Anoka will be turning itself teal next weekend to recognize the fight against ovarian cancer.
Kotaska’s sister was diagnosed with ovarian cancer more than two years ago, at the age of 42.
She hopes to raise awareness about the signs and symptoms of ovarian cancer, which can be difficult to diagnose in its earliest stages.
Ovarian cancer is the growth of abnormal malignant cells that begins in the ovaries, according to the Ovarian Cancer National Alliance. No screening test exists to test all women for ovarian cancer, although tests do exist for women who are at high risk.
The American Cancer Society estimates that this year more than 22,000 new cases of ovarian cancer will be diagnosed and more than 14,030 women will die of the disease.
The alliance says that 93 percent of women diagnosed in the early stages survive five years.
Many of its symptoms mimic premenstrual syndrome.
According to the Mayo Clinic, potential symptoms of ovarian cancer include:
• Pelvic or abdominal pain or discomfort
• Vague but persistent gastrointestinal upsets such as gas, nausea and indigestion
• Frequency or urgency of urination in absence of infection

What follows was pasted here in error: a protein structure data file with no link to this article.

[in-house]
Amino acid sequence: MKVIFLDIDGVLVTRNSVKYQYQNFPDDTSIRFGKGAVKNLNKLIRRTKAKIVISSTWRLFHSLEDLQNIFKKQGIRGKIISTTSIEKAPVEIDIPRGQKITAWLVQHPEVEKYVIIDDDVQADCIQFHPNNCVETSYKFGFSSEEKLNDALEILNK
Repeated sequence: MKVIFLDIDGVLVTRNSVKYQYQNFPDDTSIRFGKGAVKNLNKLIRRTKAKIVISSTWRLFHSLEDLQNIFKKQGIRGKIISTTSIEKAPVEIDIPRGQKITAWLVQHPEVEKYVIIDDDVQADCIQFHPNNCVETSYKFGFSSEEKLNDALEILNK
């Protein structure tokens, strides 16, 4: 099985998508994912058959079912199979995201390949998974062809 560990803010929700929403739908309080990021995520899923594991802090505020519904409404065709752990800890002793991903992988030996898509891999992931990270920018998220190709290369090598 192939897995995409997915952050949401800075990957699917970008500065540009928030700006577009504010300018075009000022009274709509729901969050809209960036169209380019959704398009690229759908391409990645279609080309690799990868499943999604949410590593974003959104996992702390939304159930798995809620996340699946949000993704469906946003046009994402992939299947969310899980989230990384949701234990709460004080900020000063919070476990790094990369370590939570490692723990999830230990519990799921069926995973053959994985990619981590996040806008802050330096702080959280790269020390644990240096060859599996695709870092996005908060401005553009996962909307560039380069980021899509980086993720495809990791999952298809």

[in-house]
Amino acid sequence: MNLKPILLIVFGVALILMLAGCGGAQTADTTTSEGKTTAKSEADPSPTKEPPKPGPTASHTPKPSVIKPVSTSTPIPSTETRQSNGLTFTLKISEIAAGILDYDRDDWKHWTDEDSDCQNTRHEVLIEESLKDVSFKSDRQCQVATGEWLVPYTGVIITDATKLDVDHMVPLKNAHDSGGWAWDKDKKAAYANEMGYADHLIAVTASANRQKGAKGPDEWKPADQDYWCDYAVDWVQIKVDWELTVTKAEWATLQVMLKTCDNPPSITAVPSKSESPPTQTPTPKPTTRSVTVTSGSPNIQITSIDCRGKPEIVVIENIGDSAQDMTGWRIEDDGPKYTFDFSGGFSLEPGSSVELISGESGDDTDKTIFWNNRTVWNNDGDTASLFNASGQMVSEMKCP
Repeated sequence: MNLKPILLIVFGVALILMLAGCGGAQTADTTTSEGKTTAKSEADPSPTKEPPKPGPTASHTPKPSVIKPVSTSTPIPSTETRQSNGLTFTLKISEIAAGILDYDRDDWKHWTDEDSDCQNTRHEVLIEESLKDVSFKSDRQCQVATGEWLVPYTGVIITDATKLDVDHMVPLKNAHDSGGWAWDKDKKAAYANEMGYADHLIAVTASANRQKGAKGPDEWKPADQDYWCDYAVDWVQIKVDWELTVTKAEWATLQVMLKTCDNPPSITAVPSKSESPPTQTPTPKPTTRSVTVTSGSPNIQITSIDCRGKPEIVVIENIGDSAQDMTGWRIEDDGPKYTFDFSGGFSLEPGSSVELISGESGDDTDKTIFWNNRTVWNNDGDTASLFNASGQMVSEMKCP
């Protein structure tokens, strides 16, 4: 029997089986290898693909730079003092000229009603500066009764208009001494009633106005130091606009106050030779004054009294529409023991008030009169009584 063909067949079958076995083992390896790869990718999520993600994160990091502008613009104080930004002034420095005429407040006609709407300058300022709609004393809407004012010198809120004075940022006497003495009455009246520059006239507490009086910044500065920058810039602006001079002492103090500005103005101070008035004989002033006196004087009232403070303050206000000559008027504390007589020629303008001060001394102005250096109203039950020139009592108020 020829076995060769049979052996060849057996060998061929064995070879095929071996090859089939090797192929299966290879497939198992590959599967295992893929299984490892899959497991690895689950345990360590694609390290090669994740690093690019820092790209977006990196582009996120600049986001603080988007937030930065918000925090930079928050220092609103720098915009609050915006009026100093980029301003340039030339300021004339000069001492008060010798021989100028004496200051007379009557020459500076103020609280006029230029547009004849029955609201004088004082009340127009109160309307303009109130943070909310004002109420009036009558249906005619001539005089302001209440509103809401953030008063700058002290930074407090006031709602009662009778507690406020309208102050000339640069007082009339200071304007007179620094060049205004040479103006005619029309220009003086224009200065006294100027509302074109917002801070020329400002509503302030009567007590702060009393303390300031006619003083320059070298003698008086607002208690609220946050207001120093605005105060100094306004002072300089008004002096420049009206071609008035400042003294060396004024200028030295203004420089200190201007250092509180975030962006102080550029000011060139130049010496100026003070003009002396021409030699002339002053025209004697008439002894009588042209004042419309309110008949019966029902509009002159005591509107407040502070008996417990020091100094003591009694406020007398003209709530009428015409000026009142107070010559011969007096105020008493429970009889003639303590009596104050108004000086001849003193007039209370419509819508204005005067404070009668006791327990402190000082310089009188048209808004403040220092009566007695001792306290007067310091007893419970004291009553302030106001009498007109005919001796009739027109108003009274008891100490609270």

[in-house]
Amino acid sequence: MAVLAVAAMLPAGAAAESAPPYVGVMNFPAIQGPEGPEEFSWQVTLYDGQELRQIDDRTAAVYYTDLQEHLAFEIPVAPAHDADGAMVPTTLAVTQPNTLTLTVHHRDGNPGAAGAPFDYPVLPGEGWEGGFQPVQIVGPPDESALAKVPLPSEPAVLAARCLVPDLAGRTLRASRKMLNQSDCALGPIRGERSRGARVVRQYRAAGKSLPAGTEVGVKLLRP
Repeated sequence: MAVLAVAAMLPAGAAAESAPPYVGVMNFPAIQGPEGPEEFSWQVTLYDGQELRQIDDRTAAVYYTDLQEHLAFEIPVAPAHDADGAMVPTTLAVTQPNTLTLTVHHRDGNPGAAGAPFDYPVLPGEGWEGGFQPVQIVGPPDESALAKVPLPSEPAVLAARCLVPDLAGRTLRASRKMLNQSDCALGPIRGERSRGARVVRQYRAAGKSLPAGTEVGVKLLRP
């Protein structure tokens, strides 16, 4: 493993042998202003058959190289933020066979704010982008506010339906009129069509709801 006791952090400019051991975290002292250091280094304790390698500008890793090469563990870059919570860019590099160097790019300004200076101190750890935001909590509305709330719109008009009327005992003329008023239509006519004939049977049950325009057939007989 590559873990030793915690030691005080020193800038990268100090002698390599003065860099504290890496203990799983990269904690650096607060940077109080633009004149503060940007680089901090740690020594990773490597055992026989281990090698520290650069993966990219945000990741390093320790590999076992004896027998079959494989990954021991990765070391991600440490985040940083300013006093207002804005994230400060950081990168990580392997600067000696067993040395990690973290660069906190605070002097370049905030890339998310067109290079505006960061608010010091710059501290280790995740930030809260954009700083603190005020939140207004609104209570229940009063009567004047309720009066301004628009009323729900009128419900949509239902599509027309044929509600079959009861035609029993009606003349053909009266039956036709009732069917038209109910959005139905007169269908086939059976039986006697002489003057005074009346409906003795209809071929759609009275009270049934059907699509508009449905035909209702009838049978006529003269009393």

• Unexplained changes in bowel habits
• Unexplained weight gain or weight loss
• Pelvic or abdominal swelling, bloating or feeling of fullness
• Ongoing unusual fatigue
• Menstrual changes
• Pain during sex
• Back pain
Kotaska said her sister, Rene Geneau of Morris, Ill., had complained about her belly constantly being full.
Her doctors told her to drink more water to flush out her system.
“If you’re not sure, you should really go to a gynecologist/oncologist,” Kotaska said. “The symptoms can be vague and sublet.”
That’s particularly true if the symptoms go on for two or three weeks.
Kotaska was busy over the weekend placing the teal ribbons on light posts in downtown Anoka.
There will also be educational materials about the symptoms and signs of ovarian cancer at many of the downtown businesses.
Next weekend, the city will also turn the lights on the Rum River Bridge teal, along with the fountain at the City Hall Plaza and the electronic reader board.
While Kotaska said there isn’t a lot cancer in her family’s history, she had also been battling oral cancer for the last 15 years. Soon she will undergo a major surgery to remove cancerous tissue from the inside of her mouth and gums.
She also reminds her own daughters, now in their 30s, to be vigilant about watching for the signs of ovarian cancer.
Turn the Towns Teal is a national campaign to promote awareness of ovarian cancer and its silent symptoms. It was founded in 2007 by New Jersey woman Gail MacNeil who battled ovarian cancer for 10 years. MacNeil died in 2008.
Mandy Moran Froemming is at firstname.lastname@example.org